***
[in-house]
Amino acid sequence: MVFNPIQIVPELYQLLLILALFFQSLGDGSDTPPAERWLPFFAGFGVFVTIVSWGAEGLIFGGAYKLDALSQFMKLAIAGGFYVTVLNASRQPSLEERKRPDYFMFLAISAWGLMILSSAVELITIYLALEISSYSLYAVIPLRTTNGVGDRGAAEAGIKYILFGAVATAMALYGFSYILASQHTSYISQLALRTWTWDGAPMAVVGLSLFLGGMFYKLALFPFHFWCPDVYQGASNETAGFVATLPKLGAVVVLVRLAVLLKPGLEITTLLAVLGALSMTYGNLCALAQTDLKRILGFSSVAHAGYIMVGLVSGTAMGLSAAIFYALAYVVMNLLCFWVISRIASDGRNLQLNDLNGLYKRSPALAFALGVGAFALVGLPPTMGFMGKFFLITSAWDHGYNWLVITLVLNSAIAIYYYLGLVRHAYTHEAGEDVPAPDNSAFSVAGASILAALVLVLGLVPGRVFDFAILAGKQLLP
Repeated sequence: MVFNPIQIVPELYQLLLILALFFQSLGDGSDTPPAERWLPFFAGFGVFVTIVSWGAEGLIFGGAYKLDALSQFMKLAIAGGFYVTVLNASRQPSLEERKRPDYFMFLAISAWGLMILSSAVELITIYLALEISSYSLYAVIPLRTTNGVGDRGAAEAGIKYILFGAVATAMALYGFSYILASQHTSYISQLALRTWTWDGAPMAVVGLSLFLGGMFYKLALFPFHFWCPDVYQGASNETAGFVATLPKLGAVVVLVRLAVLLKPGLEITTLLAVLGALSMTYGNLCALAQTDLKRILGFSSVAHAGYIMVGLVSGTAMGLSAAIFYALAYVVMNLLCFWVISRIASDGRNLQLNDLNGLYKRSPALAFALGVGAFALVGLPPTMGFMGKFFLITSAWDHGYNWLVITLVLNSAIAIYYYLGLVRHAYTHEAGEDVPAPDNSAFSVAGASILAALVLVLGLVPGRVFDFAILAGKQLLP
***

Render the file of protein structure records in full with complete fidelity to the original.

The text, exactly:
[in-house]
Amino acid sequence: MVFNPIQIVPELYQLLLILALFFQSLGDGSDTPPAERWLPFFAGFGVFVTIVSWGAEGLIFGGAYKLDALSQFMKLAIAGGFYVTVLNASRQPSLEERKRPDYFMFLAISAWGLMILSSAVELITIYLALEISSYSLYAVIPLRTTNGVGDRGAAEAGIKYILFGAVATAMALYGFSYILASQHTSYISQLALRTWTWDGAPMAVVGLSLFLGGMFYKLALFPFHFWCPDVYQGASNETAGFVATLPKLGAVVVLVRLAVLLKPGLEITTLLAVLGALSMTYGNLCALAQTDLKRILGFSSVAHAGYIMVGLVSGTAMGLSAAIFYALAYVVMNLLCFWVISRIASDGRNLQLNDLNGLYKRSPALAFALGVGAFALVGLPPTMGFMGKFFLITSAWDHGYNWLVITLVLNSAIAIYYYLGLVRHAYTHEAGEDVPAPDNSAFSVAGASILAALVLVLGLVPGRVFDFAILAGKQLLP
Repeated sequence: MVFNPIQIVPELYQLLLILALFFQSLGDGSDTPPAERWLPFFAGFGVFVTIVSWGAEGLIFGGAYKLDALSQFMKLAIAGGFYVTVLNASRQPSLEERKRPDYFMFLAISAWGLMILSSAVELITIYLALEISSYSLYAVIPLRTTNGVGDRGAAEAGIKYILFGAVATAMALYGFSYILASQHTSYISQLALRTWTWDGAPMAVVGLSLFLGGMFYKLALFPFHFWCPDVYQGASNETAGFVATLPKLGAVVVLVRLAVLLKPGLEITTLLAVLGALSMTYGNLCALAQTDLKRILGFSSVAHAGYIMVGLVSGTAMGLSAAIFYALAYVVMNLLCFWVISRIASDGRNLQLNDLNGLYKRSPALAFALGVGAFALVGLPPTMGFMGKFFLITSAWDHGYNWLVITLVLNSAIAIYYYLGLVRHAYTHEAGEDVPAPDNSAFSVAGASILAALVLVLGLVPGRVFDFAILAGKQLLP